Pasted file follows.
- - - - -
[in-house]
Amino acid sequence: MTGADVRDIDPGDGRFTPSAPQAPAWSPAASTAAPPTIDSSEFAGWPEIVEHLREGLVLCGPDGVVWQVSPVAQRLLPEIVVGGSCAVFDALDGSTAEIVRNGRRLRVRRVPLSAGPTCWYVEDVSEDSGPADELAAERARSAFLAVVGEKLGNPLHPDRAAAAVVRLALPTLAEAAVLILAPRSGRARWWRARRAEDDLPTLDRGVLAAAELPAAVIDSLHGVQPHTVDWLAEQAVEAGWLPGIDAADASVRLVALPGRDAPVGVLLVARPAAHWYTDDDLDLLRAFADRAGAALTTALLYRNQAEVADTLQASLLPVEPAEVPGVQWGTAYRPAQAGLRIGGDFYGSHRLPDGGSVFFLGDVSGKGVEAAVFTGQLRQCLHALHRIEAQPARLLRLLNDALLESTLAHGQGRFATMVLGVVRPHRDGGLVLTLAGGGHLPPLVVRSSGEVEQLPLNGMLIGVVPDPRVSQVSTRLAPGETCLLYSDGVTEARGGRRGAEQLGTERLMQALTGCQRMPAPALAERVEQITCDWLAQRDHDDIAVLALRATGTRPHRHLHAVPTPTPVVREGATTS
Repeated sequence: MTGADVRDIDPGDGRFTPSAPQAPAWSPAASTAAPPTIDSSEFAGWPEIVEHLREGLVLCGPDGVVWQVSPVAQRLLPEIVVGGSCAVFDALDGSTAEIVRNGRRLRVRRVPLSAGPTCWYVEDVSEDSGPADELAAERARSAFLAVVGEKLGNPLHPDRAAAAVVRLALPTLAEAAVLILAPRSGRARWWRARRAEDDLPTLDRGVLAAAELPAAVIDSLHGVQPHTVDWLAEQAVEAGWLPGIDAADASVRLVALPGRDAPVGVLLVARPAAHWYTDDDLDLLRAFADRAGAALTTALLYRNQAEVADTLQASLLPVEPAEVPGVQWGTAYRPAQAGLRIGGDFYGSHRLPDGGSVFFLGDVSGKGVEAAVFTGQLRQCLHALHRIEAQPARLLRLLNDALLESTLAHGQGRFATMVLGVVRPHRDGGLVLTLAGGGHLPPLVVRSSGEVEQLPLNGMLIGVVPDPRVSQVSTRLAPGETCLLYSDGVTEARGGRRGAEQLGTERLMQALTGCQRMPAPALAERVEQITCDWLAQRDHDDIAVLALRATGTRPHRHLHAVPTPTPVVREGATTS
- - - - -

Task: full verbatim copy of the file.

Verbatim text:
[in-house]
Amino acid sequence: MTGADVRDIDPGDGRFTPSAPQAPAWSPAASTAAPPTIDSSEFAGWPEIVEHLREGLVLCGPDGVVWQVSPVAQRLLPEIVVGGSCAVFDALDGSTAEIVRNGRRLRVRRVPLSAGPTCWYVEDVSEDSGPADELAAERARSAFLAVVGEKLGNPLHPDRAAAAVVRLALPTLAEAAVLILAPRSGRARWWRARRAEDDLPTLDRGVLAAAELPAAVIDSLHGVQPHTVDWLAEQAVEAGWLPGIDAADASVRLVALPGRDAPVGVLLVARPAAHWYTDDDLDLLRAFADRAGAALTTALLYRNQAEVADTLQASLLPVEPAEVPGVQWGTAYRPAQAGLRIGGDFYGSHRLPDGGSVFFLGDVSGKGVEAAVFTGQLRQCLHALHRIEAQPARLLRLLNDALLESTLAHGQGRFATMVLGVVRPHRDGGLVLTLAGGGHLPPLVVRSSGEVEQLPLNGMLIGVVPDPRVSQVSTRLAPGETCLLYSDGVTEARGGRRGAEQLGTERLMQALTGCQRMPAPALAERVEQITCDWLAQRDHDDIAVLALRATGTRPHRHLHAVPTPTPVVREGATTS
Repeated sequence: MTGADVRDIDPGDGRFTPSAPQAPAWSPAASTAAPPTIDSSEFAGWPEIVEHLREGLVLCGPDGVVWQVSPVAQRLLPEIVVGGSCAVFDALDGSTAEIVRNGRRLRVRRVPLSAGPTCWYVEDVSEDSGPADELAAERARSAFLAVVGEKLGNPLHPDRAAAAVVRLALPTLAEAAVLILAPRSGRARWWRARRAEDDLPTLDRGVLAAAELPAAVIDSLHGVQPHTVDWLAEQAVEAGWLPGIDAADASVRLVALPGRDAPVGVLLVARPAAHWYTDDDLDLLRAFADRAGAALTTALLYRNQAEVADTLQASLLPVEPAEVPGVQWGTAYRPAQAGLRIGGDFYGSHRLPDGGSVFFLGDVSGKGVEAAVFTGQLRQCLHALHRIEAQPARLLRLLNDALLESTLAHGQGRFATMVLGVVRPHRDGGLVLTLAGGGHLPPLVVRSSGEVEQLPLNGMLIGVVPDPRVSQVSTRLAPGETCLLYSDGVTEARGGRRGAEQLGTERLMQALTGCQRMPAPALAERVEQITCDWLAQRDHDDIAVLALRATGTRPHRHLHAVPTPTPVVREGATTS